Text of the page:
Motive is a powerful thing.
It’s even more powerful when it’s pulled from the shadows, clearly articulated, and shared with your customers.
We’re taught to believe that motives lurk behind the scenes and hide in our subconscious minds. Movies and media stories are driven by secret or slimy motives for crimes, wayward political careers, and unintentional moments of truth that expose liars and evil-doers.
Motives, my friend, have gotten a terribly unfair bad rap.
When it comes to building a brand, a following, a customer base, or a reputation, your motive is your most potent and effective tool for differentiation.
Small business owners and entrepreneurs so often find themselves in a crippling space of equivalence. We look and feel just like everyone else.
Are you a coach among tens of thousands of coaches? A graphic designer in a never-ending list of design studio choices? A cookie company with access to the same butter, flour, raisins, and cranberries available to every other bakery in the world?
I had the beautiful pleasure recently to interview Mike Weisman, Founder of The Values Institute – a research and consulting practice solely focused on values-based corporate culture – and he had this to say about businesses that DON’T differentiate through motive:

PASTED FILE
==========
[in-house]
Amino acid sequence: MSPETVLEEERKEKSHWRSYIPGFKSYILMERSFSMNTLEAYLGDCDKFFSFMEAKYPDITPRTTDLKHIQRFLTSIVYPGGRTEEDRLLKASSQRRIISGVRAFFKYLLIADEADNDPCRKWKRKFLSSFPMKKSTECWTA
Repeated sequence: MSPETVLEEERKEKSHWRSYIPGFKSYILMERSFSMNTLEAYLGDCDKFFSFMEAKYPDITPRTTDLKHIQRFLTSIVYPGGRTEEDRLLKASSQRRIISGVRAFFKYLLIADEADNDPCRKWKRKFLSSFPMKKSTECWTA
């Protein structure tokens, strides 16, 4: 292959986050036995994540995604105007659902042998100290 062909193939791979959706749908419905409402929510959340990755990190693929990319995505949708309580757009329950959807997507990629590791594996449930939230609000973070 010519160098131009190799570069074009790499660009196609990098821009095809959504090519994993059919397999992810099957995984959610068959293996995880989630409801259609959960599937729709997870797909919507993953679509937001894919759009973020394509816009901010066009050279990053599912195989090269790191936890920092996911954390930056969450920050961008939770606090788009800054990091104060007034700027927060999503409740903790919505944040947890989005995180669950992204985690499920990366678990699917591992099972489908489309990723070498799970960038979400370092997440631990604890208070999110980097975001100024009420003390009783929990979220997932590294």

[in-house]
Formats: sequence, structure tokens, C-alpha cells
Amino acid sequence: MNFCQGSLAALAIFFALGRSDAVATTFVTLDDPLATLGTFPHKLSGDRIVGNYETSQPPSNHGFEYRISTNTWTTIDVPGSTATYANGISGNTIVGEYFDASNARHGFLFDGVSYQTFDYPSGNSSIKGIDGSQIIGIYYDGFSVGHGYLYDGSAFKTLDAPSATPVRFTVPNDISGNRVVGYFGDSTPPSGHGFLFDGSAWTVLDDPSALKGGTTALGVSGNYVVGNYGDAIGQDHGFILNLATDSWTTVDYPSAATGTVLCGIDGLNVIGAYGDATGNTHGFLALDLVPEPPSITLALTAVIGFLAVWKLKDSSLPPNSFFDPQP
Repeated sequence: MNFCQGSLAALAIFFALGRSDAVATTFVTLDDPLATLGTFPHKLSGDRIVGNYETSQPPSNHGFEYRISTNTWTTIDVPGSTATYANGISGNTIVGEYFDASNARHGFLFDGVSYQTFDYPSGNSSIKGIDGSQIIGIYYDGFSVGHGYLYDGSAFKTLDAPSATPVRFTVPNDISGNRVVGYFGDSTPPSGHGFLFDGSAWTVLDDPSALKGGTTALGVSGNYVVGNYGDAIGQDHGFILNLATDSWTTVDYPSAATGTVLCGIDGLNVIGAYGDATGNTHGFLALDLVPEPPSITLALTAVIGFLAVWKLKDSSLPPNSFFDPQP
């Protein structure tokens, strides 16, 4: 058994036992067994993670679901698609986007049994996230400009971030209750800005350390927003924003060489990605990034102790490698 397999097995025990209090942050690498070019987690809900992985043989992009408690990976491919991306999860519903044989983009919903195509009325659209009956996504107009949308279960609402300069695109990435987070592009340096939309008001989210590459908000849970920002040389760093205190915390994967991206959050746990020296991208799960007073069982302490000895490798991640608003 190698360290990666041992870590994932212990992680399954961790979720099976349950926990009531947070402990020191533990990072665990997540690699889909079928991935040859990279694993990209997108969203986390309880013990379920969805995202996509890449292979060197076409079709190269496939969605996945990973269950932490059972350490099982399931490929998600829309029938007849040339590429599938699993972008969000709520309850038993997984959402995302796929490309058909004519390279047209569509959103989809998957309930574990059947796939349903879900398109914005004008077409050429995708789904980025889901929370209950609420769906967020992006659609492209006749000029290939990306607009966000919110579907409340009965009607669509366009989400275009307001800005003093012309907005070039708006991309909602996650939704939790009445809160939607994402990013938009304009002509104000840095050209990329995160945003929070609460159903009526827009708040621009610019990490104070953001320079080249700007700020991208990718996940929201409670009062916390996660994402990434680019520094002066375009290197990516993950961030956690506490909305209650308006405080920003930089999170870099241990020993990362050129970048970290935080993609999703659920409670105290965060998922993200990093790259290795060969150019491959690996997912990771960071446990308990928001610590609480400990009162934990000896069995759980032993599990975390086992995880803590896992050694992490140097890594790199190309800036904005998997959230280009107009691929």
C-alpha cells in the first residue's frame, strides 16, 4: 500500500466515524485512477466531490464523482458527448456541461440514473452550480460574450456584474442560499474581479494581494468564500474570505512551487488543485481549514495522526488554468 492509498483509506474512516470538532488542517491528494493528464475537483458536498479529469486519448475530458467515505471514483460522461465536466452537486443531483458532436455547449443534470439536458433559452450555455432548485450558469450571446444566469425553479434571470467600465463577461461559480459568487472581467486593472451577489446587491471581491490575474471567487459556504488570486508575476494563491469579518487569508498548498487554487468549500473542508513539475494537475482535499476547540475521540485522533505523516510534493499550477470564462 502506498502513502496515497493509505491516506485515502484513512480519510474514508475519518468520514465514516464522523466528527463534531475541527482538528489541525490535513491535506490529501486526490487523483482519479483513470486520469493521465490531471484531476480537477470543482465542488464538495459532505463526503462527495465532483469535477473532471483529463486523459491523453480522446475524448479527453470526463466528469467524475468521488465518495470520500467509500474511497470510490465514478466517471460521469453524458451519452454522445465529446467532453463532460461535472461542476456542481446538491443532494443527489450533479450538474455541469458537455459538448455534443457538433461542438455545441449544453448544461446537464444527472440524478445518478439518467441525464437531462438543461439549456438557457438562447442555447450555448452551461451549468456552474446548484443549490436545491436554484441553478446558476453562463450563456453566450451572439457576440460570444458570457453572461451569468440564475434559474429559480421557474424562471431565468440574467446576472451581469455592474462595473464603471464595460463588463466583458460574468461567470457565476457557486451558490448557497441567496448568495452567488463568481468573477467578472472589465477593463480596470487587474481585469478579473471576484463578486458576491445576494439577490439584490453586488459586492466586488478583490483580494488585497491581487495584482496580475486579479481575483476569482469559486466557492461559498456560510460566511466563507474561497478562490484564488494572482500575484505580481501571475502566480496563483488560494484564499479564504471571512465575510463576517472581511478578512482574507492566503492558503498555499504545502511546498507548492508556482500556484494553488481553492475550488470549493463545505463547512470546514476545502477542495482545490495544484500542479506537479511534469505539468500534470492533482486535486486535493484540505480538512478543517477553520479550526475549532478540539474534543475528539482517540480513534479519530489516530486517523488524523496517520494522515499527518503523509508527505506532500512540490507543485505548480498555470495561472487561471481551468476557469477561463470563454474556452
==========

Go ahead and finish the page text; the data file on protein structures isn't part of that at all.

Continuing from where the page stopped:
Because there’s so much choice, and we’re so overly commoditized in every category, if you’re simply trying to distinguish yourself based on products and services alone, you will be capsized in the sea of sameness.
Capsized in the sea of sameness. Holy shit. What a horrible way to go.
But here’s what I love about small businesses and start-ups (versus the corporate monoliths Mike Weisman deals with): our motives are still easy to access. We haven’t grown too big. We’re not bogged down in committee meetings, shareholders, boards of directors, and annual reporting requirements. It’s you and me at the top, baby.
And I don’t know about you, but I am not short on beliefs. (Girlfriend has some opinions.)
So reach into your brand – into your business – and pull out these things, and build real relationships with your customers over them, before it’s too late:
The driving reason you do what you do.
The ways in which you hope to change the world.
Your vision for the way things ought to be.
Your rationale for jumping out of bed every morning.
The sweet and shiny desires that drove you the day you set up shop.
Your beliefs about the way your business, your employees, and your partners should behave.
How you can build long-term, trust-based relationships with your customers just like the ones you have in “real life.”
People don’t connect with companies. They connect with ideals. With principles. With worldviews. With like-minded individuals.
People connect with passion.
And frankly, if you don’t believe in something, it’s going to be awfully hard to get people to believe in your business.
So try it right now.
Tell me, in the comments below, something you and your business believe in.
And when you do, you’ll tell me (and everyone else) why I should believe in you.
P.S. Tomorrow, I’m going to talk about how you share your beliefs with our customers, your prospects, and the world. I’m gonna show you how to make believers out of ‘em. Meet me here… on the blog.